I began thinking about this post last Thursday after I’d spent the day with some teachers who were trying to wrap their minds around what makes a nonfiction text complex beyond background knowledge and vocabulary. I’d brought a sampling of books with me, many from the list of text exemplars found in Appendix B of the Standards, and as the teachers began to pour through them, they noticed many things. They noticed, for instance, that most of these books disrupted much of what we teach students about nonfiction; many had illustrations, for instance, instead of photographs, and many had no text features to speak of—no table of contents, no index, no subheadings, to make fact retrieval easy. And rather than the dry, utilitarian language we often find in nonfiction, these books were filled with the kind of language more often associated with poetry, as can be seen from this gorgeous page from Nicola Davies‘s book Big Blue Whale:
“I wish I could find a teacher who’d do an author study of Nicola Davies with me,” I said as I imagined children writing ‘information’ texts that explored content through beautiful language that made facts come alive and were structured as creatively as these text exemplars were, rather than by drearily following the Writing Standards bullet points like a formula.
That, in turn, gave birth to several wishes that Thursday afternoon. I wished that in this current climate of argument, analysis and evidence, we could find the time not just to “determine the meaning of words and phrases as they are used in a text, including figurative and connotative meanings,” but to relish and delight in language and feel its power to move us. And to do this, I wished, as Tom Newkirk does in his wonderful piece “Reading Is Not a Race: The Virtues of the ‘Slow Reading Movement‘”, that we could stop equating proficient reading with speed and right answers and instead, “not put students on the clock, but to say in every way possible—’This is not a race. Take your time. Pay attention. Touch the words and tell me how they touch you.’”
I also found myself wishing that we could crack open those first three writing Standards and acknowledge how truly powerful writing doesn’t always fit comfortably and neatly into those opinion, information, and narrative categories—even when we’re writing about texts. Here, for instance, is a link and an excerpt to writer, professor and educator Tom Romano‘s glorious essay “A Relationship with Literature,” which combines personal narrative, literary analysis and deeply held convictions to explore his life-long relationship with Walt Whitman:
“Through their essays students have shown me that literature matters to them for many reasons: because of their search for identity, their spiritual needs, their desire to escape to imaginative worlds, their evolving sense of justice. . . . No students yet have written that what won them over to literature was the arc of the Victorian novel, or the qualities of Romanticism, or what a green light symbolized at the end of a dock. This doesn’t surprise me. Literature matters to my students because of their wild and precious lives. They want them to make sense, to be meaningful. They want to find their way. And I understand. ‘I am the man. I suffered. I was there.’ (Whitman).”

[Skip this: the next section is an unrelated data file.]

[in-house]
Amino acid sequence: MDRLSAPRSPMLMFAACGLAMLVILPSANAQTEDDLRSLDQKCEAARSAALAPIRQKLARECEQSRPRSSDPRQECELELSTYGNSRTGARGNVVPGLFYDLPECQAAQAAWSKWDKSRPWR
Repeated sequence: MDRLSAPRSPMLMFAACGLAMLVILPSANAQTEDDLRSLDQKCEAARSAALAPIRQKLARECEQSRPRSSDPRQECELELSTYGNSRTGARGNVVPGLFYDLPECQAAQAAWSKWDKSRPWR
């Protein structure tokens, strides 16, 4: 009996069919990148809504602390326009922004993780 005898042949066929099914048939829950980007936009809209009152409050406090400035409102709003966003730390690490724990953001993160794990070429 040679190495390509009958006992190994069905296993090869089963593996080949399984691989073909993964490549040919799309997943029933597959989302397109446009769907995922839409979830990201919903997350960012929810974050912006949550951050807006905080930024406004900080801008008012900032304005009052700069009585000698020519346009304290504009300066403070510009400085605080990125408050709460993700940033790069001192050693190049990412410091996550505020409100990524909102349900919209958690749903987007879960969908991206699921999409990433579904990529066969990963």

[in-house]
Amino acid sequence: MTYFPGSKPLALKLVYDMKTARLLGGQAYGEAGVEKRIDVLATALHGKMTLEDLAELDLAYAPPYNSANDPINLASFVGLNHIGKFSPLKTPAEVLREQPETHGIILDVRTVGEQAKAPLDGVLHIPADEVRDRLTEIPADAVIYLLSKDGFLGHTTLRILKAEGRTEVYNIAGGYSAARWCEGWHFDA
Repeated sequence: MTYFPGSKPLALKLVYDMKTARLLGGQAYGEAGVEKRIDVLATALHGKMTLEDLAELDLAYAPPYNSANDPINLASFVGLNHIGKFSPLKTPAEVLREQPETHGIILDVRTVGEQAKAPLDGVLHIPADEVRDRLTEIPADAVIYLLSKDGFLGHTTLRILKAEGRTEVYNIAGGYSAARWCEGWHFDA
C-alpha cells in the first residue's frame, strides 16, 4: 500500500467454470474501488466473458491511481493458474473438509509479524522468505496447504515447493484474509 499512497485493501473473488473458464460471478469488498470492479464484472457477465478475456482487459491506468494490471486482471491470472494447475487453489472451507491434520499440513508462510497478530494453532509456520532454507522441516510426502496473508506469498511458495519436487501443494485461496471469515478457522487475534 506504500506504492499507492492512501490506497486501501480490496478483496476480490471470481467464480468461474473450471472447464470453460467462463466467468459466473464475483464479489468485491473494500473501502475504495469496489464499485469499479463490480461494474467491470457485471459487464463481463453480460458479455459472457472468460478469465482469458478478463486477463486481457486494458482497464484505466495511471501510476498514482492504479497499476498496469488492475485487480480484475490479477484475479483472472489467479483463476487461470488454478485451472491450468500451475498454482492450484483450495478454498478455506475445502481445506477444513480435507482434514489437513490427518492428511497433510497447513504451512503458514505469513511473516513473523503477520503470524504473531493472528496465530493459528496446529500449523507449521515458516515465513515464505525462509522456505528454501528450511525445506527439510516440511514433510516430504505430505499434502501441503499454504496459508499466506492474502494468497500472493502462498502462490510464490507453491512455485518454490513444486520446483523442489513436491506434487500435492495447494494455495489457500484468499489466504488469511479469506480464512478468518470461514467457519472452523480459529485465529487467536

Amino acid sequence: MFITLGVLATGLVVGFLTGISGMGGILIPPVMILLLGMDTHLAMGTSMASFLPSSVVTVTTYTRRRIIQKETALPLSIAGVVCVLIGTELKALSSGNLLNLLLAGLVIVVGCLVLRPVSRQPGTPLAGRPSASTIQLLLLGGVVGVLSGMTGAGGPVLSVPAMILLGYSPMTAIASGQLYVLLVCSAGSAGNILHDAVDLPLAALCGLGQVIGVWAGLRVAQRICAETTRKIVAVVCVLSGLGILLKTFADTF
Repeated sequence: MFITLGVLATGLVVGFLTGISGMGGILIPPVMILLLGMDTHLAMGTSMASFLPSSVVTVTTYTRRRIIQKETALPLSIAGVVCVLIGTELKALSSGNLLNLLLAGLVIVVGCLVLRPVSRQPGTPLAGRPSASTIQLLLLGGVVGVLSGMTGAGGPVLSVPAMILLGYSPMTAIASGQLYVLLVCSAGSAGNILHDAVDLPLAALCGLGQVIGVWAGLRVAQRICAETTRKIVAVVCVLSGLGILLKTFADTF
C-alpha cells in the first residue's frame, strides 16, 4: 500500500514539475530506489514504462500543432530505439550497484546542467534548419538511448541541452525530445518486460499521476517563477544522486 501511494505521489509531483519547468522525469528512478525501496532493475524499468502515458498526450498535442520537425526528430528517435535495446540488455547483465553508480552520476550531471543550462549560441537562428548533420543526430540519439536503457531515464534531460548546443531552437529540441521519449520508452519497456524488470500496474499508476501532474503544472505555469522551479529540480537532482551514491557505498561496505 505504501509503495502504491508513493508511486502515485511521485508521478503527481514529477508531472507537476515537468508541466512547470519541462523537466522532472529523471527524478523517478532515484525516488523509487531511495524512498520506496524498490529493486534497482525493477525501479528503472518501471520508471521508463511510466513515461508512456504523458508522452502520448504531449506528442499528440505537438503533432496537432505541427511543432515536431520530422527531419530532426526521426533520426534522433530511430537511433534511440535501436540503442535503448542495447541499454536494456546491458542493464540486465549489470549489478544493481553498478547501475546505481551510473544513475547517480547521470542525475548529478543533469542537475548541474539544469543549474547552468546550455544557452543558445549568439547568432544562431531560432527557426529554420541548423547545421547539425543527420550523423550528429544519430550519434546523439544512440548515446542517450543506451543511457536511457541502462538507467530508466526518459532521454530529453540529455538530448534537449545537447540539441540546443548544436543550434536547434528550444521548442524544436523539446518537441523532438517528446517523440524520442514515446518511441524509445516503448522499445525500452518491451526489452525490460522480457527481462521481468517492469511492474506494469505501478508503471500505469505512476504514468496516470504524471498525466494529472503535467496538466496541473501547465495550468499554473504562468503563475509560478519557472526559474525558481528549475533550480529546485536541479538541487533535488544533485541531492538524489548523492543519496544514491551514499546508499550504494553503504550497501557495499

And then, of course, came last Friday, when yet another unimaginable act of violence occurred, destroying 27 wild and precious lives. Tom Romano notes that some of his students “have come through slaughter, and a book helped them understand that pain, fear and despair.” I do wish that at some point the families of Newtown, Connecticut, will find some shred of solace in a writer’s words. But right now I wish that literature will fail us, that it actually won’t help us make sense of what happened, because if understanding begets acceptance and tolerance, I wish to never understand what happened that day and to never, ever have to see the words massacre and school in the same sentence again.
Finally, as we head into the holidays, I wish that we might find the strength and courage to to change a world that seems bent on discounting creativity, beauty and the slow accretion of meaning, that seems to care more for the rights of gun owners than the rights of children, and that narrowly evaluates the value of a teacher in ways that fail to acknowledge the valor and sacrifice of the teachers in Newtown. Of course, doing that will not be easy. But for that we might want to hold on to the words of Anais Nin‘s poem “Risk”:
And then the day came,
when the risk
to remain tight
in a bud
was more painful
than the risk